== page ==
Google’s revenue might be heavily dependent on the advertising business, but it looks like the company is considering the idea of adding an ad-blocking feature to its Chrome browser, both on mobile and desktop, according to a report in the Wall Street Journal.
The WSJ report is based on people familiar with the matter, and it claims ad-blocking will be on by default in the Chrome browser and will block pop-up ads, auto-playing video ads, etc. Essentially the annoying internet ads, that get even worse on a small mobile screen could all be blocked on the Google Chrome browser.
According to WSJ, Google is also exploring the idea of blocking all advertising that comes on sites, and might require website owners to have ads that meet the standards set up by Chrome. The report points out that in the US, nearly 26 per cent of users have some form of ad-block already available.
But in Google’s case this step is interesting given how dependent the company is on advertising revenue.
Google Chrome might not have any ad-blocking right now, but others like Opera browsers already have the feature installed in them by default. Apple’s iOS also supports ad-blocking tools now, (this was introduced with iOS 9 in 2015) and essentially users can download third-party apps to block video, banner ads on the Safari browser. In May 2016, Opera launched native ad-blocking in the desktop browser, as well as the Opera Mini mobile browser for Android.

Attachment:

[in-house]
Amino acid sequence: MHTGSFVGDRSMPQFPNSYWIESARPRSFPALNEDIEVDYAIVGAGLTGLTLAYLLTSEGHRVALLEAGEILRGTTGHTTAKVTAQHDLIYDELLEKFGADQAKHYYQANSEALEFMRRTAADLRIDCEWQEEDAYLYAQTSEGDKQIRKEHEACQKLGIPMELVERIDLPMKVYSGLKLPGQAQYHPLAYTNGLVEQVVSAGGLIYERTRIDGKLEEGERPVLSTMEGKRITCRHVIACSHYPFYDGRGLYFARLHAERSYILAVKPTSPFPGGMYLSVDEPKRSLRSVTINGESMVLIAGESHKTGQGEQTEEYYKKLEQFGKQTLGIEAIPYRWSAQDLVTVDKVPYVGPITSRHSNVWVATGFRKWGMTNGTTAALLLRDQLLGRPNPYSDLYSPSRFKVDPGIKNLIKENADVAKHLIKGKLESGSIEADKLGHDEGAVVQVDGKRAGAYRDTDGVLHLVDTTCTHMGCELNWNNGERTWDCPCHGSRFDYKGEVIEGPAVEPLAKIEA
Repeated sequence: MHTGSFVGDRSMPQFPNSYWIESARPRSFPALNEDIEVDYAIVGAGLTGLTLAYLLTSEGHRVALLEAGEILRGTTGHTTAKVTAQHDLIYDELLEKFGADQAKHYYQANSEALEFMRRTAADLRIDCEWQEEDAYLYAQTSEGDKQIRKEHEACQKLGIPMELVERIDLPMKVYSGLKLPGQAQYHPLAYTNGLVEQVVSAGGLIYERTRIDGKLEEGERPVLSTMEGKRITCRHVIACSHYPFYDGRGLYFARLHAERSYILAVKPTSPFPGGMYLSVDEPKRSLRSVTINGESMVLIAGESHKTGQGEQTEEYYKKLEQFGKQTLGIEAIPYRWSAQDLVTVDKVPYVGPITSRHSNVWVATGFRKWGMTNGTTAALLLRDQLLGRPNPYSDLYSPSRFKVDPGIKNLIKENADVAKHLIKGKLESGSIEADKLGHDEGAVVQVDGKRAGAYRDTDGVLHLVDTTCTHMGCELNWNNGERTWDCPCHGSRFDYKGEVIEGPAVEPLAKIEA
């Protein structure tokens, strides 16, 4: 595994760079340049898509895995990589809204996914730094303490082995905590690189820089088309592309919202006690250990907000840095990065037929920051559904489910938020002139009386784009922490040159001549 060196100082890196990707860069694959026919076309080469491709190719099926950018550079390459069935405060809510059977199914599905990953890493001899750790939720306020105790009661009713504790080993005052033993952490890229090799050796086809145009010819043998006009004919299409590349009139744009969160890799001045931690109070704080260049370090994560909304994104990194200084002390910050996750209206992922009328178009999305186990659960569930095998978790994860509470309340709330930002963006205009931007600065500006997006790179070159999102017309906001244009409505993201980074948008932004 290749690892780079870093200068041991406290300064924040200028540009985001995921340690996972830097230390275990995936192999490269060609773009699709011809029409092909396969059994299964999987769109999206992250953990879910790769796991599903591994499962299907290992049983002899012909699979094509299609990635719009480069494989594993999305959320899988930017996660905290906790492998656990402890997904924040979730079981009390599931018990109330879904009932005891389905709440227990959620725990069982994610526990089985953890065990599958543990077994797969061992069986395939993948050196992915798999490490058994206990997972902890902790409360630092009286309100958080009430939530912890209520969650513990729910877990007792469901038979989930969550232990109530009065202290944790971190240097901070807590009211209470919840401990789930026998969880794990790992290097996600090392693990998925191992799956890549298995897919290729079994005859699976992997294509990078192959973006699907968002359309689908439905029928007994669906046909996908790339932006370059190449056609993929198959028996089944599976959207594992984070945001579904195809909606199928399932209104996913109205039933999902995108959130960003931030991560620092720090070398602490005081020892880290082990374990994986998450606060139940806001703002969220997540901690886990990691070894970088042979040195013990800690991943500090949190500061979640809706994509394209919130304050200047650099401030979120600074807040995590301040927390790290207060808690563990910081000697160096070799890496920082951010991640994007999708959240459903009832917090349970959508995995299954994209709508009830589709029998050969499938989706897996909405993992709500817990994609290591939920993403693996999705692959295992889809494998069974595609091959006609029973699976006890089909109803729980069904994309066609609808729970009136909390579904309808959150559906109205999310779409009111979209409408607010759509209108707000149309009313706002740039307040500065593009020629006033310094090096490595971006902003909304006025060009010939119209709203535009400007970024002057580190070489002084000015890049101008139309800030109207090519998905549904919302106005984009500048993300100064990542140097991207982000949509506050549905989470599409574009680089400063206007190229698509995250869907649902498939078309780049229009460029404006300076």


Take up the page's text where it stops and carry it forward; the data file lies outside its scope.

While audiences can rejoice with the thought of an in-built ad browser in Chrome, for online publishers who are struggling to make revenue with digital platforms this won’t come as good news. Digital publishers are facing challenges from Facebook, Google and if the search giant considers ad-block on Chrome, it will just add to their troubles.
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